THE main challenge now is to keep the city healthy and the region manageable as metropolitan Portland undergoes a population boom. Companies from California, Japan, and elsewhere are expanding into Portland, and from 1990 to 2010 the metropolitan area's population is expected to jump by 485,000. In many places in the Sunbelt growth of such wealth-generating magnitude would be welcomed, but not in Portland. Already people worry about office employment dispersing to the suburbs. In 1970 the central city contained 90 percent of the region's first-class office space; the figure is down to about 50 percent today. Current patterns of suburban development are generating highway traffic that, if it continues to mount; will make the downtown harder to reach and life throughout the region less relaxed.
Portlanders have a tradition of opposing sprawl. "We don't want to be like Los Angeles" is practically the region's motto. Recently Portlanders' consciousness of the problems of metropolitan development has been heightened by the example of Seattle, which once had the same motto. In the 1980s the Seattle-Tacoma area added 466,000 residents—primarily through suburban development, which many blame for tying up traffic and rupturing the region's comfortable scale.
Institutionally, Portland is better equipped than probably any other metropolitan area in the country to deal with these challenges. The Metropolitan Service District, or "Metro," brings urban and suburban interests together in a unique popularly elected government covering parts of three counties. Almost twenty years ago, under Tom McCall, the state began requiring that urban areas establish "growth boundaries" to prevent productive farm and forest land from being consumed by what the governor called the "ravenous rampage of suburbia." (An alliterative moralist, McCall also denounced "coastal condomania.") The Portland area's growth boundary, drawn up by Metro in 1980, takes in 362 square miles. Inside the boundary, where much open land remains, building is encouraged; outside the boundary, governments discourage building through policies such as refusing to allow certain road improvements or sewer service.
The growth boundary and other regulations have already tightened residential development. The average size of a single-family lot has dropped from 13,200 to 8,700 square feet. All communities in the Portland area have been required to enact plans that allow half their new housing to consist of apartments or other multi-family construction—generating affordable housing while conserving land. By raising residential density the region has obtained the capacity to build as many as 310,000 houses and apartments inside its growth boundary—nearly double the number that could have been accommodated under previous planning and zoning.
Still, the growth boundary has not changed the basic pattern of development. Housing, stores, and employment have developed mostly in separate zones. As they have, people have been driving more; total miles driven in the Portland area jumped 55 percent during the 1980s. A regional air-pollution problem attributable to motor-vehicle exhaust is in the making.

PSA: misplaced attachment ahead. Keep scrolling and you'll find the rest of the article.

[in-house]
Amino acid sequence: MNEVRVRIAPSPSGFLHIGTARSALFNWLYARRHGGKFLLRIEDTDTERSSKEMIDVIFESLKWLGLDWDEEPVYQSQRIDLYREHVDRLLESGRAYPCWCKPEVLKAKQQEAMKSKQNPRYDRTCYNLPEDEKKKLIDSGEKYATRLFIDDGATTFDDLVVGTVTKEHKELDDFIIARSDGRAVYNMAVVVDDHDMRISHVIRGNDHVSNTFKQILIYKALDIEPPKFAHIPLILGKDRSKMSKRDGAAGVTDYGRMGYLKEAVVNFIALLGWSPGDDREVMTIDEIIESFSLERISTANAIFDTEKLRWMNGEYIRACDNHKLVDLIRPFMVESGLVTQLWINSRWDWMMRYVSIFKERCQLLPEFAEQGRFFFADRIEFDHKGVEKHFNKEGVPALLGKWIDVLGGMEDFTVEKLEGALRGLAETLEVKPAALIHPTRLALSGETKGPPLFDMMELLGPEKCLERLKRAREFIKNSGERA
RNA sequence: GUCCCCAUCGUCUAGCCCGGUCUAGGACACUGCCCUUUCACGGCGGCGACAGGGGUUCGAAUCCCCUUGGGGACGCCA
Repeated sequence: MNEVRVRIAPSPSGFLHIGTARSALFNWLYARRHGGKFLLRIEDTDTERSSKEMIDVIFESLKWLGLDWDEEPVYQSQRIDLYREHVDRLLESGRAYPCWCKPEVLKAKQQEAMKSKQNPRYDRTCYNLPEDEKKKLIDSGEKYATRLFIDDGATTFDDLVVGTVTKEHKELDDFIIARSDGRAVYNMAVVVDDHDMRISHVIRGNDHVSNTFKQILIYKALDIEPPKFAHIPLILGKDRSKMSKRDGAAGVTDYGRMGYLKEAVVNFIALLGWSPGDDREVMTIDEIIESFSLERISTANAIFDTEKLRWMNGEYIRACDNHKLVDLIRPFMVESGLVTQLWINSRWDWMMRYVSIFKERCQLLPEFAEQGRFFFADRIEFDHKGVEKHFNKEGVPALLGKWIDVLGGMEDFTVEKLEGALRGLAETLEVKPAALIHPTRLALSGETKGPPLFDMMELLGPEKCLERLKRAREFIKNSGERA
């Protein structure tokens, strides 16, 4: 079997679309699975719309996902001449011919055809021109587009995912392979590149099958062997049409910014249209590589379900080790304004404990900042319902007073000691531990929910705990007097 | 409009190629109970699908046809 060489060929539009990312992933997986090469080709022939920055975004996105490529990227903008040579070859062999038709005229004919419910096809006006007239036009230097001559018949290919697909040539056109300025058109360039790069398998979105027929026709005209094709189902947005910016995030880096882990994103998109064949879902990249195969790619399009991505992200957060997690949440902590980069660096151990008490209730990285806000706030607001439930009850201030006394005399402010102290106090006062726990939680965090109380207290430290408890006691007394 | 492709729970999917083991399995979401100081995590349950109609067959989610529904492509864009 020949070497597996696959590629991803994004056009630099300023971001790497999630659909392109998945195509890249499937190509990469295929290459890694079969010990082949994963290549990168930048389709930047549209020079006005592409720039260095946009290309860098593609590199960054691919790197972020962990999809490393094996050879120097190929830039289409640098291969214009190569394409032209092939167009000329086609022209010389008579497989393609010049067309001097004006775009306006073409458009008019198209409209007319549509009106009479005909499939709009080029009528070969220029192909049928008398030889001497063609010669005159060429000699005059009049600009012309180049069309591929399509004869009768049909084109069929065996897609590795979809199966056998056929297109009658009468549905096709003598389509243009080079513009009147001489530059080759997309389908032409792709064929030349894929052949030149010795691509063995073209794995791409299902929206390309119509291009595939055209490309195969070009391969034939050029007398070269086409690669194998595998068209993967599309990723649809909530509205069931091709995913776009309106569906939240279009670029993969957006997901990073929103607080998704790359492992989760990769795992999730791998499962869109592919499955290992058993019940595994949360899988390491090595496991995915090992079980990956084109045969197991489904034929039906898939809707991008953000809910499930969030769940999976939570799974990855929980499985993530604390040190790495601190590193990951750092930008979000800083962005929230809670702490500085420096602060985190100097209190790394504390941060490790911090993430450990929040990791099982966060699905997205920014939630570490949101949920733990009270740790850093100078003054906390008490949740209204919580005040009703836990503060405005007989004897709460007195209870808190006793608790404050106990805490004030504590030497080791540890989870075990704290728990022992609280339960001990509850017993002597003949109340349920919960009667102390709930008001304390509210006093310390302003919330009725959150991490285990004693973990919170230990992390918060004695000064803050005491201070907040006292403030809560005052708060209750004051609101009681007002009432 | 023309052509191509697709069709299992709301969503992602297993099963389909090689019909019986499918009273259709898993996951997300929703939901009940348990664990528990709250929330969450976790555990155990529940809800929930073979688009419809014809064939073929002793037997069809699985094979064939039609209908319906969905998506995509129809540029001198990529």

Potential solutions are being debated and also enacted. Many planners believe that if a number of sizable mixed-use centers, incorporating offices, stores, housing, and parks, are built—dense, walkable, and connected to public transit—people will have more choices of how to get around and the region can remain compact. Construction will start next spring on a second segment of light-rail transit, a twelve-mile line from downtown Portland to the western suburb of Beaverton. Whether and how to organize development more densely along the current and future MAX routes is now the subject of much talk.
The high public costs that result from a conventional, dispersed style of development may become crucial to the unfolding debate. Many states, counties, and municipalities can no longer afford an ever more extensive network of roads, bridges, utilities. Tom Walsh, the general manager of Tri-Met, estimates that it would cost $100,000 per household to build all the infrastructure that has been proposed to continue the Portland area's current somewhat disconnected form of development. If a more tight-knit form of metropolitan development would cut the cost substantially and offer quality-of-life benefits as well, the Portland area might move toward it.
But persuasion will be required. Charles Hales, who was the governmental-affairs director of the Home Builders Association of Metropolitan Portland before he resigned to run for Portland city commissioner, says, "The power base of a suburb is single-family homeowners." These people typically want to live in homogeneous, entirely residential neighborhoods even if they "have to drive everywhere to do everything." Much suburban development continues to take the form of sprawling office parks, which are at odds with the notion of a compact region.
The stakes for the downtown and the city are high. When metropolitan areas grow in a conventional manner, the cities typically become burdened with extensive blighted areas, sometimes including the central business district, sometimes not. Portland officials believe that if the downtown and the city are to thrive, 20 percent of the region's job and population growth must take place in the city.
Portland may well depart from the American norm in metropolitan growth. The sense of common purpose, the easy communication among the area's leaders, and the longstanding conviction that Oregonians should conserve the good life, even at the sacrifice of some self-interest, point toward an outcome at variance with that in Los Angeles and most other American cities. In his wooded office park near an interchange of the Sunset Highway, Richard Porn, a local developer, told me that a large number of complicated issues will have to be worked out, but concluded with a judgment that nearly everyone in this soft, green region appears to share: "If any place has a chance to do things differently and get it right, Portland is it."